Project Setup Gradle
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Creating a libgdx project
Libgdx provides a simple wizard tool (
gdx-setup.jar) allowing you to easily get you started.
This will create a gradle ready project that ready to be imported into your IDE (Android Studio, Eclipse..).
- Download LibGDX Project setup tool "gdx-setup.jar"
- Open you command line tool, go to the download folder and run
java -jar ./gdx-setup.jar
This will open the following setup that will allow you to generate your project
You are asked to provide the following parameters:
Name: the name of the application, lower-case with minuses is usually a good idea, e.g. mygame
Package: the Java package under which your code will live, e.g. com.badlogic.mygame
Game Class: the name of the main game java class of your app, e.g. MyGame
Destination: Folder where your app will be created
Android SDK: the location of your android sdk. With Android Studio, to find out where it is, start Android Studio and click "Configure"->"SDK Manager". By default it is in /Users/username/Library/Android/sdk
Sub Projects: LibGDX is crossplatform. By default all the target platform except ios-moe are included (Desktop; Android; iOS; HTML). No need to change the default value unless you are sure you will never compile for a specific target. ios-moe is an alternative to robovm supported by Intel.
extensions: the extensions to include:
Bullet: 3D Collision Detection and Rigid Body Dynamics Library.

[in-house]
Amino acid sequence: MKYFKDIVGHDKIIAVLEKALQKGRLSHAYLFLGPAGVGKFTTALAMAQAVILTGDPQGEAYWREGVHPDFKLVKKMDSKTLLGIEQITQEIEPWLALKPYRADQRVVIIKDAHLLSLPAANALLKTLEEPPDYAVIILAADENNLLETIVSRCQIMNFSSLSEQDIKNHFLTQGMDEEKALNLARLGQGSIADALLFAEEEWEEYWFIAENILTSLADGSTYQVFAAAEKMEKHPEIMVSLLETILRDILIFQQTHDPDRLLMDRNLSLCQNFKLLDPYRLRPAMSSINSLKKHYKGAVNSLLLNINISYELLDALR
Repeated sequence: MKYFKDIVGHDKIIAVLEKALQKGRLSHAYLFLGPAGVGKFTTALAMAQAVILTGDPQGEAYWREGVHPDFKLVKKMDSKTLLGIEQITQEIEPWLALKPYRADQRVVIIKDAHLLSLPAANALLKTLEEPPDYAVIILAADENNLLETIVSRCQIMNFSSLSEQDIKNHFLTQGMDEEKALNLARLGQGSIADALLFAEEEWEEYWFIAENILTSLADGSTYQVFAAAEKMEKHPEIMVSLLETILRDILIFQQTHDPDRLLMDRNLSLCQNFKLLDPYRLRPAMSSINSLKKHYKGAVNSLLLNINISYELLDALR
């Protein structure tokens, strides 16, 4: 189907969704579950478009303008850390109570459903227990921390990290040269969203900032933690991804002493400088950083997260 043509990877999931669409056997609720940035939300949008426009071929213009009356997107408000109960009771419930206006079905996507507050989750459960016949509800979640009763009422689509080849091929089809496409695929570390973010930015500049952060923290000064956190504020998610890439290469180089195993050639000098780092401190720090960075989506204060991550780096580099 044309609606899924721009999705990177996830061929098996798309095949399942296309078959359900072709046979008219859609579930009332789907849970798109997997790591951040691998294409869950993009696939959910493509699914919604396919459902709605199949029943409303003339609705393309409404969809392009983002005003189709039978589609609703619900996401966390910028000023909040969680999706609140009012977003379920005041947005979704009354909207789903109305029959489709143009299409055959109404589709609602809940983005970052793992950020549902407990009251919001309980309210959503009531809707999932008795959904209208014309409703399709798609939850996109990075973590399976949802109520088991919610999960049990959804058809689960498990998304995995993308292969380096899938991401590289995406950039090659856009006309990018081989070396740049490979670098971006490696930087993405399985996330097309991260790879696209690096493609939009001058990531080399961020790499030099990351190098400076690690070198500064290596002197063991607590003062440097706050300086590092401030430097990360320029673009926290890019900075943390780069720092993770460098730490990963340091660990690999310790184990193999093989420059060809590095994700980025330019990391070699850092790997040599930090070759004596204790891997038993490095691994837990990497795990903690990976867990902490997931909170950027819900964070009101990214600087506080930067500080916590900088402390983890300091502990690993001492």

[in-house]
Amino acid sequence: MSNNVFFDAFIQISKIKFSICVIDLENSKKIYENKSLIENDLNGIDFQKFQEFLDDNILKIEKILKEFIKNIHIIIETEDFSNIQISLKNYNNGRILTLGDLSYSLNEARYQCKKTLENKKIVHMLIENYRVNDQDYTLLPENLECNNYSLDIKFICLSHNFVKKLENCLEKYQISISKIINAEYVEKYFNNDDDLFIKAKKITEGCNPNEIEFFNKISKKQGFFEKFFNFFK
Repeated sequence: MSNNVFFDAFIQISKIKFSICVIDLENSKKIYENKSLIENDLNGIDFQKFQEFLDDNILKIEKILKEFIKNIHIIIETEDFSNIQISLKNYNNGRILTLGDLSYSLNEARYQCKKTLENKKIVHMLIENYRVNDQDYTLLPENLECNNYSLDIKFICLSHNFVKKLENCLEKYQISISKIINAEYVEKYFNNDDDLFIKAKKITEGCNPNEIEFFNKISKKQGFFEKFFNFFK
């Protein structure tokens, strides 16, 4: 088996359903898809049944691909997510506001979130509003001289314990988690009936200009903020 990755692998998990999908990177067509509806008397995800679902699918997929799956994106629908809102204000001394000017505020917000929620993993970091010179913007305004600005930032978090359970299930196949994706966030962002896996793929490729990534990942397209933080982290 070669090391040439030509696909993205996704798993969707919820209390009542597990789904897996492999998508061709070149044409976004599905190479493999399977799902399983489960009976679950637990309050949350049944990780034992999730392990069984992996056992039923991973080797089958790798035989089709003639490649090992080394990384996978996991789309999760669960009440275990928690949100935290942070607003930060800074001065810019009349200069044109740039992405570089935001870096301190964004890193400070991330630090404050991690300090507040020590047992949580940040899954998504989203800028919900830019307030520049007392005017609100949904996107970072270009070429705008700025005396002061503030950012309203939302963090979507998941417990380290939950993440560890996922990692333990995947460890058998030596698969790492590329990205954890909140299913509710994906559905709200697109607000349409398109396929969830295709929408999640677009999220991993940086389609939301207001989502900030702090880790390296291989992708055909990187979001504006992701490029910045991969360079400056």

FreeType Scalable font. Great to manipulate font size dynamically. However be aware that it does not work with HTML target if you cross compile for that target.
Tools Set of tools including: particle editor (2d/3d), bitmap font and image texture packers.
Controller Library to handle controllers (e.g.:XBox 360 controller).
Box2d: Box2D is a 2D physics library.
Box2dlights: 2D lighting framework that uses box2d for raycasting and OpenGL ES 2.0 for rendering.
Ashley:A tiny entity framework.
Ai: An artificial intelligence framework.
by clicking "Show Third Party Extensions" you can access the list of other popular LibGDX extensions
Note that the Advanced button lets you set the project generation to generate Eclipse and/or IDEA projects without Gradle integration, as described in more detail in the wiki article about workflow without Gradle, as well as options to use an alternative repository to Maven Central and to not force downloading dependencies. You do not need to change the advance settings if you are a beginner.
When ready, click "Generate".
note: You may get a message indicating that you have a more recent version of android build tools or android API than the recommended. This is not a blocking message and you may continue.
Now you are ready to import the project into your IDE, run, debug and package it!
Additional reading on LibGDX projects
This section provides additional information regarding:
- How to create a project from the command line, without the wizard.
- The structure of a libGDX project.
- What is Gradle
Creating a libgdx project using the command line
This section is to create your project from the command line. This is not required if you use the wizard above. IF you run it from the command line, specify the following arguments.
- dir: the directory to write the project to, relative or absolute
- name: the name of the application, lower-case with minuses is usually a good idea, e.g. mygame
- package: the Java package under which your code will live, e.g. com.badlogic.mygame
- mainClass: the name of the main ApplicationListener of your app, e.g. MyGame
- sdkLocation: the location of your android sdk, Intellij uses this if ANDROID_HOME is not set